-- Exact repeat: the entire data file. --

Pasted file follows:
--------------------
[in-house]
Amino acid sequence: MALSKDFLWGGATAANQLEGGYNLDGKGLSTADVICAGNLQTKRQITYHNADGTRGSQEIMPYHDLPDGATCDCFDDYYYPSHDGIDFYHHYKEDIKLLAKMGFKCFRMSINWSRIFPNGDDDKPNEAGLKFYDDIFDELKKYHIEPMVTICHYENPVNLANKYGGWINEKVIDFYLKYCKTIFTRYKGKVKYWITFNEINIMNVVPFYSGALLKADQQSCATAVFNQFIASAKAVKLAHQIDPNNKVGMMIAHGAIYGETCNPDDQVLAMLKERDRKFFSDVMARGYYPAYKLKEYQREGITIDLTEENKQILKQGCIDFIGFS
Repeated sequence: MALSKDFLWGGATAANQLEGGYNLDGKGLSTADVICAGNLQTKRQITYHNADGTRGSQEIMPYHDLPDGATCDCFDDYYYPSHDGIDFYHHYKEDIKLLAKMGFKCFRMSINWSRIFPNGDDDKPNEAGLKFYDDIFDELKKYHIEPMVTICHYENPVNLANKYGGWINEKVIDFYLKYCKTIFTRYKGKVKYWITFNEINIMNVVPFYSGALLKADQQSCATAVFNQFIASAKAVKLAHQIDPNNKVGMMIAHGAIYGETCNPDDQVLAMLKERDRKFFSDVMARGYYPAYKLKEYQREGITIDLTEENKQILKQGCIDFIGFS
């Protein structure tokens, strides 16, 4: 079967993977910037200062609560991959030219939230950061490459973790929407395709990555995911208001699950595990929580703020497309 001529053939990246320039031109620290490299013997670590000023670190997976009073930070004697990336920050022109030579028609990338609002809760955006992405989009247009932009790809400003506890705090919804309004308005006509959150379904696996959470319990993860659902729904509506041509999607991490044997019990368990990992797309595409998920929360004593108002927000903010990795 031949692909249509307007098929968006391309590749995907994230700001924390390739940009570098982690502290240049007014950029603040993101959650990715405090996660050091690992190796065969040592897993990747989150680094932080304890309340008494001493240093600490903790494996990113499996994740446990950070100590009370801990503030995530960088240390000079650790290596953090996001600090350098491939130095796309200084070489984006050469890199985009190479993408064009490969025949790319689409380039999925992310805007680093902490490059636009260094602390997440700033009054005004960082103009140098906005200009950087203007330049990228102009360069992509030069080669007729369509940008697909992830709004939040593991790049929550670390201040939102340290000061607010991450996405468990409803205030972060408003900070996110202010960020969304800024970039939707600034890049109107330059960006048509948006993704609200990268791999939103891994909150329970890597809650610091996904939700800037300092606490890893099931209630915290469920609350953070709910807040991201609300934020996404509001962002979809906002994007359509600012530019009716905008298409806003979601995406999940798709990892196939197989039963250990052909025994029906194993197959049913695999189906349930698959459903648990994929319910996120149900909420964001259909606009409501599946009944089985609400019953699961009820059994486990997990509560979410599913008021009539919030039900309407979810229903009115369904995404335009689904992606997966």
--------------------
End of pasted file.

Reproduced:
[in-house]
Amino acid sequence: MALSKDFLWGGATAANQLEGGYNLDGKGLSTADVICAGNLQTKRQITYHNADGTRGSQEIMPYHDLPDGATCDCFDDYYYPSHDGIDFYHHYKEDIKLLAKMGFKCFRMSINWSRIFPNGDDDKPNEAGLKFYDDIFDELKKYHIEPMVTICHYENPVNLANKYGGWINEKVIDFYLKYCKTIFTRYKGKVKYWITFNEINIMNVVPFYSGALLKADQQSCATAVFNQFIASAKAVKLAHQIDPNNKVGMMIAHGAIYGETCNPDDQVLAMLKERDRKFFSDVMARGYYPAYKLKEYQREGITIDLTEENKQILKQGCIDFIGFS
Repeated sequence: MALSKDFLWGGATAANQLEGGYNLDGKGLSTADVICAGNLQTKRQITYHNADGTRGSQEIMPYHDLPDGATCDCFDDYYYPSHDGIDFYHHYKEDIKLLAKMGFKCFRMSINWSRIFPNGDDDKPNEAGLKFYDDIFDELKKYHIEPMVTICHYENPVNLANKYGGWINEKVIDFYLKYCKTIFTRYKGKVKYWITFNEINIMNVVPFYSGALLKADQQSCATAVFNQFIASAKAVKLAHQIDPNNKVGMMIAHGAIYGETCNPDDQVLAMLKERDRKFFSDVMARGYYPAYKLKEYQREGITIDLTEENKQILKQGCIDFIGFS
């Protein structure tokens, strides 16, 4: 079967993977910037200062609560991959030219939230950061490459973790929407395709990555995911208001699950595990929580703020497309 001529053939990246320039031109620290490299013997670590000023670190997976009073930070004697990336920050022109030579028609990338609002809760955006992405989009247009932009790809400003506890705090919804309004308005006509959150379904696996959470319990993860659902729904509506041509999607991490044997019990368990990992797309595409998920929360004593108002927000903010990795 031949692909249509307007098929968006391309590749995907994230700001924390390739940009570098982690502290240049007014950029603040993101959650990715405090996660050091690992190796065969040592897993990747989150680094932080304890309340008494001493240093600490903790494996990113499996994740446990950070100590009370801990503030995530960088240390000079650790290596953090996001600090350098491939130095796309200084070489984006050469890199985009190479993408064009490969025949790319689409380039999925992310805007680093902490490059636009260094602390997440700033009054005004960082103009140098906005200009950087203007330049990228102009360069992509030069080669007729369509940008697909992830709004939040593991790049929550670390201040939102340290000061607010991450996405468990409803205030972060408003900070996110202010960020969304800024970039939707600034890049109107330059960006048509948006993704609200990268791999939103891994909150329970890597809650610091996904939700800037300092606490890893099931209630915290469920609350953070709910807040991201609300934020996404509001962002979809906002994007359509600012530019009716905008298409806003979601995406999940798709990892196939197989039963250990052909025994029906194993197959049913695999189906349930698959459903648990994929319910996120149900909420964001259909606009409501599946009944089985609400019953699961009820059994486990997990509560979410599913008021009539919030039900309407979810229903009115369904995404335009689904992606997966």